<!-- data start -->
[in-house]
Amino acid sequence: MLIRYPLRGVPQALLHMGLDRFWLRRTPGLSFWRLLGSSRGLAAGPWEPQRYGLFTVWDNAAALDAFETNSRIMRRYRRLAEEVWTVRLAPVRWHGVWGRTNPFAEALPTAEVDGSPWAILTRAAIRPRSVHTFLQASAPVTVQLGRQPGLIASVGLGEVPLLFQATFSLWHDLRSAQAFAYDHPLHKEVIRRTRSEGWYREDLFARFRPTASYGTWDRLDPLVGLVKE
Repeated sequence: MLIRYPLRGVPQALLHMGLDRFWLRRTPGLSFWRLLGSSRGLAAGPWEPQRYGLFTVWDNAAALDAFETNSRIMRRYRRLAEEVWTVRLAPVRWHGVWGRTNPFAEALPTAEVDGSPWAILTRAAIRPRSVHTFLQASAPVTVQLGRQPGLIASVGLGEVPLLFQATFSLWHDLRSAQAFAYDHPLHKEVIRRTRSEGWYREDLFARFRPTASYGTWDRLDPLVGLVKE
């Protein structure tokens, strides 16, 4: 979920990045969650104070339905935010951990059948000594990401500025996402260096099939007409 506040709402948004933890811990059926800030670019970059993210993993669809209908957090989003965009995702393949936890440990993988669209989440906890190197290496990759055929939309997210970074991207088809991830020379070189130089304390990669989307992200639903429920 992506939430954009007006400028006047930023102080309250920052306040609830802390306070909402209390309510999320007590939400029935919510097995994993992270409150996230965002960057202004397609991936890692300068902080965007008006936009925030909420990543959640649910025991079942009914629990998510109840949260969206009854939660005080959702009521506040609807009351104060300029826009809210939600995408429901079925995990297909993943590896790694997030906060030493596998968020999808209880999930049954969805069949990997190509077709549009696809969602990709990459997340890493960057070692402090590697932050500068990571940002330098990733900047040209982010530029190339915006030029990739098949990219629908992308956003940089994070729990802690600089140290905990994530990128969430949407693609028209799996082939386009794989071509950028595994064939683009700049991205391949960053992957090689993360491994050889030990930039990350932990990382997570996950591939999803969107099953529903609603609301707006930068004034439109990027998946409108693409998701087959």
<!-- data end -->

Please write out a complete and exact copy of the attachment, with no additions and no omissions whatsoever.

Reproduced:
[in-house]
Amino acid sequence: MLIRYPLRGVPQALLHMGLDRFWLRRTPGLSFWRLLGSSRGLAAGPWEPQRYGLFTVWDNAAALDAFETNSRIMRRYRRLAEEVWTVRLAPVRWHGVWGRTNPFAEALPTAEVDGSPWAILTRAAIRPRSVHTFLQASAPVTVQLGRQPGLIASVGLGEVPLLFQATFSLWHDLRSAQAFAYDHPLHKEVIRRTRSEGWYREDLFARFRPTASYGTWDRLDPLVGLVKE
Repeated sequence: MLIRYPLRGVPQALLHMGLDRFWLRRTPGLSFWRLLGSSRGLAAGPWEPQRYGLFTVWDNAAALDAFETNSRIMRRYRRLAEEVWTVRLAPVRWHGVWGRTNPFAEALPTAEVDGSPWAILTRAAIRPRSVHTFLQASAPVTVQLGRQPGLIASVGLGEVPLLFQATFSLWHDLRSAQAFAYDHPLHKEVIRRTRSEGWYREDLFARFRPTASYGTWDRLDPLVGLVKE
């Protein structure tokens, strides 16, 4: 979920990045969650104070339905935010951990059948000594990401500025996402260096099939007409 506040709402948004933890811990059926800030670019970059993210993993669809209908957090989003965009995702393949936890440990993988669209989440906890190197290496990759055929939309997210970074991207088809991830020379070189130089304390990669989307992200639903429920 992506939430954009007006400028006047930023102080309250920052306040609830802390306070909402209390309510999320007590939400029935919510097995994993992270409150996230965002960057202004397609991936890692300068902080965007008006936009925030909420990543959640649910025991079942009914629990998510109840949260969206009854939660005080959702009521506040609807009351104060300029826009809210939600995408429901079925995990297909993943590896790694997030906060030493596998968020999808209880999930049954969805069949990997190509077709549009696809969602990709990459997340890493960057070692402090590697932050500068990571940002330098990733900047040209982010530029190339915006030029990739098949990219629908992308956003940089994070729990802690600089140290905990994530990128969430949407693609028209799996082939386009794989071509950028595994064939683009700049991205391949960053992957090689993360491994050889030990930039990350932990990382997570996950591939999803969107099953529903609603609301707006930068004034439109990027998946409108693409998701087959």